Jeremy Schroeder has been named the unofficial winner in the Ward 11 City Council race.
Schroeder defeated two-term incumbent Ward 11 City Council Member John Quincy by 776 votes in the second round of ranked-choice voting tabulation (4,757 to 3,981).
Schroeder had 30 more first-choice votes than Quincy and 534 more than candidate Erica Mauter after the first round. He received nearly two votes for every one Quincy received in the second round.
In a Facebook post Wednesday afternoon, Schroeder wrote, “I’m honored to have earned the privilege of serving our Ward 11 community at City Hall. I’m proud of the race we ran and can’t wait to get to work. Thank you for putting your confidence in me. I won’t let you down.”
His supporters had been upbeat at his campaign party Tuesday night at Wild Mind Artisan Ales, cheering when finding out Schroeder led after the first round.
“We need to wait to see what happens,” Schroeder told the crowd, “but it is an absolute honor to be in front of you guys.”
He thanked supporters, his campaign staff and his wife and two young kids and told the crowd he would by their fiercest advocate at City Hall if elected.
Schroeder, a policy director for a housing nonprofit, campaigned on issues such as equity/working families, housing and sustainability and pledged that he would bring more responsive and transparent leadership to City Hall. He noted his previous work building coalitions and experiences driving campaigns to secure benefits for low-wage workers and abolish the death penalty.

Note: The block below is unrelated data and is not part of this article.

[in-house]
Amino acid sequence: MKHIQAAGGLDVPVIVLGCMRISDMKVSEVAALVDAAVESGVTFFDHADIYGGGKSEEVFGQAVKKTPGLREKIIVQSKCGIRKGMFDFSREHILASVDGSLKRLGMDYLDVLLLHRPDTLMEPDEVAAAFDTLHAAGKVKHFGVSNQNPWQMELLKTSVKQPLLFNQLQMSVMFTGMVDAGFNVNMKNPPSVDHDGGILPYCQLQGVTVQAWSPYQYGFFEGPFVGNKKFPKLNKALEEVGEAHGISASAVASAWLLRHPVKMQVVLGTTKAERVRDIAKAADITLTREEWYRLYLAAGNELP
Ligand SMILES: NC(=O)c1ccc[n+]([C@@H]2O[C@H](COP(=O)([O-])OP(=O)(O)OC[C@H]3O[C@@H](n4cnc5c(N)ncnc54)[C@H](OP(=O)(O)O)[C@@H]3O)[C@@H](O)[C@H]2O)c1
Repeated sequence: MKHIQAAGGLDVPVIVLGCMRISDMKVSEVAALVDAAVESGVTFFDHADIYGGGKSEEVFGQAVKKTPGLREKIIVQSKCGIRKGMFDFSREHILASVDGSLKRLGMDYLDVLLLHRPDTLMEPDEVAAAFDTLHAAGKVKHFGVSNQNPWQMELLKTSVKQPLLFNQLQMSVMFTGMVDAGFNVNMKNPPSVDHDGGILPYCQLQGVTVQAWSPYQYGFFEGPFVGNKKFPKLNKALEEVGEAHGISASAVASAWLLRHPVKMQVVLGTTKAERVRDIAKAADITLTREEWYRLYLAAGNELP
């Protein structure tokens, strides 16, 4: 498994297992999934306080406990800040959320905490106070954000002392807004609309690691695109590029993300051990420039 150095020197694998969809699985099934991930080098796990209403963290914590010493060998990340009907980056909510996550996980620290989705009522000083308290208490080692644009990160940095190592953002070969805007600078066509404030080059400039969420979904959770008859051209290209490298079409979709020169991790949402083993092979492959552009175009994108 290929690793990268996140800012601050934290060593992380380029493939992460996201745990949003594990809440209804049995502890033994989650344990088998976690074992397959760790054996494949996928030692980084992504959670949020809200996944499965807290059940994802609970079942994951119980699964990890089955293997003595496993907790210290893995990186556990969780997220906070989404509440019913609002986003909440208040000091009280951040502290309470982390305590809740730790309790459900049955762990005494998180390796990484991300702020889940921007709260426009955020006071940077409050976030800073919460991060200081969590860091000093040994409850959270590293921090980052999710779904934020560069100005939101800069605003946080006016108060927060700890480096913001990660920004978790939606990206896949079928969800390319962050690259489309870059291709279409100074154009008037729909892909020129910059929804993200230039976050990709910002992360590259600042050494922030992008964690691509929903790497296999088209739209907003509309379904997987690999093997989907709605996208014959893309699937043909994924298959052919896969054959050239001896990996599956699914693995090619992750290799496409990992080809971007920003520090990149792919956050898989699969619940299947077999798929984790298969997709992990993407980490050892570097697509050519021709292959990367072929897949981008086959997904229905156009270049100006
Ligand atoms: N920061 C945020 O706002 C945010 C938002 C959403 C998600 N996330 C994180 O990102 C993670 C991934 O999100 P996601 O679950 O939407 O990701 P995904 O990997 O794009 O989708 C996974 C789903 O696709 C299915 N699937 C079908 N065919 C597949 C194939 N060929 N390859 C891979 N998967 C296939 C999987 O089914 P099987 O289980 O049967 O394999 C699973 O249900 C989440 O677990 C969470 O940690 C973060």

“I will always put progress ahead of politics by bringing together diverse voices to build real solutions,” he wrote in a questionnaire submitted to the Southwest Journal.
Schroeder announced his candidacy in fall 2016. He won the most DFL delegates of the three candidates at the Ward 11 convention this past spring, though none earned an endorsement. The Star Tribune Editorial Board endorsed Schroeder as its top choice.
Schroeder raised $24,504 between Jan. 1, 2016, and Oct. 24, 2017, according to his campaign finance reports.
Quincy, who was first elected to the City Council in 2009, pitched himself as an experienced leader who had a strong grasp of city workings. He cited accomplishments such as a higher minimum wage and his role as the council’s majority leader and chair of the Ways & Means/Budget Committee in explaining why he was best for the job.
Mauter, executive director of the Twin Cities Women’s Choir, pitched herself as the only candidate who lives with the perspective that every single policy has an equity implication. She said she would work to center marginalized voices in every policy conversation and work to dismantle systemic racism embedded in policies if elected.